Daily wisdom: vitamin D could replace painkillers

Extra sunshine might help athletes recover from DOMS.

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A combination of quality sleep and vitamin D supplementation may be powerful enough to ease all types of aches, including chronic pain and menstrual cramps, according to a new study analysis in the Journal of Endocrinology. In fact, it may even help reduce post-workout muscle soreness, says internist Jacob Teitelbaum, M.D., author of Pain Free, 1,2,3!


The combination does work, however, it’s less the fact that vitamin D and sleep are like a supercharged Ibuprofen, and more that most of us are wildly deficient in both (vitamin D and sleep). That deficiency makes aches and pains worse than they need to be, including the soreness you feel after a grueling workout. According to the CDC, 35 percent of adults log less than the recommended seven hours of sleep and 33 percent of Americans are either at risk of a vitamin D deficiency or clinically deficient. “It’s really no surprise that, given the rising vitamin D deficiency and poor sleep, we’ve gone from one quarter of Americans having pain to one third in the last 15 years,” Teitelbaum says. “Sleep is when our body’s repair systems come out. Without enough sleep, these repairs cannot occur,” he explains. Sleep is when your body produces growth hormone, which helps increase muscle mass and repair damaged tissue. Moreover, vitamin D is crucial both for balancing inflammation (the source of pain) and improving sleep (since poor sleep can exacerbate pain). In fact, in the study analysis, chronic pain sufferers who took between 1200 and 2100 IU per day of vitamin D reported less pain and improved sleep patterns and duration.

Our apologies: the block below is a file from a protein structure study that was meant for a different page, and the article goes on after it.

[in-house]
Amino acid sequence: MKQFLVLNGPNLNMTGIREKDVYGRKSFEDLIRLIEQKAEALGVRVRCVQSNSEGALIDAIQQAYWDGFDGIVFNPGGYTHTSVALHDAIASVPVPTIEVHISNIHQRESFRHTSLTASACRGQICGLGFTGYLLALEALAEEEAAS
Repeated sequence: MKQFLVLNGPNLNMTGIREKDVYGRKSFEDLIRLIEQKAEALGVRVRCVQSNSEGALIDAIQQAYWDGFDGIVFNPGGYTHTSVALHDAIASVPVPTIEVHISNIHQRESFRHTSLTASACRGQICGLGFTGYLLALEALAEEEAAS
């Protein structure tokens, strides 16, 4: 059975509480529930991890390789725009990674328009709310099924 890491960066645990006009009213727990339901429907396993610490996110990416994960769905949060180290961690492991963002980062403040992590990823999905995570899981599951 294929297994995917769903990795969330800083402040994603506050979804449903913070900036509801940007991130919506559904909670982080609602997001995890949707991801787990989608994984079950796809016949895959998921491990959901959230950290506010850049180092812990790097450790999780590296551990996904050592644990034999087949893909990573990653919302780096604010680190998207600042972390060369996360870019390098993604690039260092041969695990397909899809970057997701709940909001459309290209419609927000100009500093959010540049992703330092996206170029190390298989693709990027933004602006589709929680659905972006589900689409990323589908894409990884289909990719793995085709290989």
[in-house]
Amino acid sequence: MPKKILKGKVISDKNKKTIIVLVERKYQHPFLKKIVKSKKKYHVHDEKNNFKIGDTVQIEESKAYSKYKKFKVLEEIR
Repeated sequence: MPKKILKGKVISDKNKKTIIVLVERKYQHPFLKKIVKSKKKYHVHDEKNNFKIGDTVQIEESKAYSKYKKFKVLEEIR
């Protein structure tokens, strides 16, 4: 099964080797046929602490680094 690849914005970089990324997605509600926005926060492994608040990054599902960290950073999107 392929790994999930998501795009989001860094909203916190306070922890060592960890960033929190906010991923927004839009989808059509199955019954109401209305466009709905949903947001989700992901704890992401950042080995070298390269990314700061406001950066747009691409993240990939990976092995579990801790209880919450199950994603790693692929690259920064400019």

Whether it’s chronic pain or DOMS, easing your aches may actually be as simple as getting better sleep and adequate amounts of vitamin D. “Be sure to get 1000 units of vitamin D a day and eight hours of sleep a night,” Teitelbaum says.